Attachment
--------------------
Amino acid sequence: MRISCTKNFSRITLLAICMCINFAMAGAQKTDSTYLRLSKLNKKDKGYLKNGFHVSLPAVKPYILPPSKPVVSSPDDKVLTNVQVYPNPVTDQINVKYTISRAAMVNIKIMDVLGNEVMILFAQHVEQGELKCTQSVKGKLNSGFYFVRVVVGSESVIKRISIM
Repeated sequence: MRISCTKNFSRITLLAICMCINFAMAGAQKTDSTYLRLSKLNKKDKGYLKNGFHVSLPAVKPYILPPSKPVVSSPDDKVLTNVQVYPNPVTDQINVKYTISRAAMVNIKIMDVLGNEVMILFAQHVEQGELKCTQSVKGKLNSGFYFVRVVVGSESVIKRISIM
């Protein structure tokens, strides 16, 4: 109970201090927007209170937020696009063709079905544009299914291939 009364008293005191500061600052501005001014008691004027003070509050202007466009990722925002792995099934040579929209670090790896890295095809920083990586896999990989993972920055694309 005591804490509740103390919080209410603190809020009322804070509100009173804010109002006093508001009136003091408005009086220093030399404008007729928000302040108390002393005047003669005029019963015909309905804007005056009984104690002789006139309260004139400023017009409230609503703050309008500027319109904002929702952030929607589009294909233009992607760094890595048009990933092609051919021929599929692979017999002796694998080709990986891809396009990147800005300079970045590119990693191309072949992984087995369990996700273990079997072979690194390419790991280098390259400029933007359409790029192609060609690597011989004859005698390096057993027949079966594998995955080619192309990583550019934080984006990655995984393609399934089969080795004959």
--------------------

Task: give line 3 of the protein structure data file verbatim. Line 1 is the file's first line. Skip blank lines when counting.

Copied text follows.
């Protein structure tokens, strides 16, 4: 109970201090927007209170937020696009063709079905544009299914291939 009364008293005191500061600052501005001014008691004027003070509050202007466009990722925002792995099934040579929209670090790896890295095809920083990586896999990989993972920055694309 005591804490509740103390919080209410603190809020009322804070509100009173804010109002006093508001009136003091408005009086220093030399404008007729928000302040108390002393005047003669005029019963015909309905804007005056009984104690002789006139309260004139400023017009409230609503703050309008500027319109904002929702952030929607589009294909233009992607760094890595048009990933092609051919021929599929692979017999002796694998080709990986891809396009990147800005300079970045590119990693191309072949992984087995369990996700273990079997072979690194390419790991280098390259400029933007359409790029192609060609690597011989004859005698390096057993027949079966594998995955080619192309990583550019934080984006990655995984393609399934089969080795004959």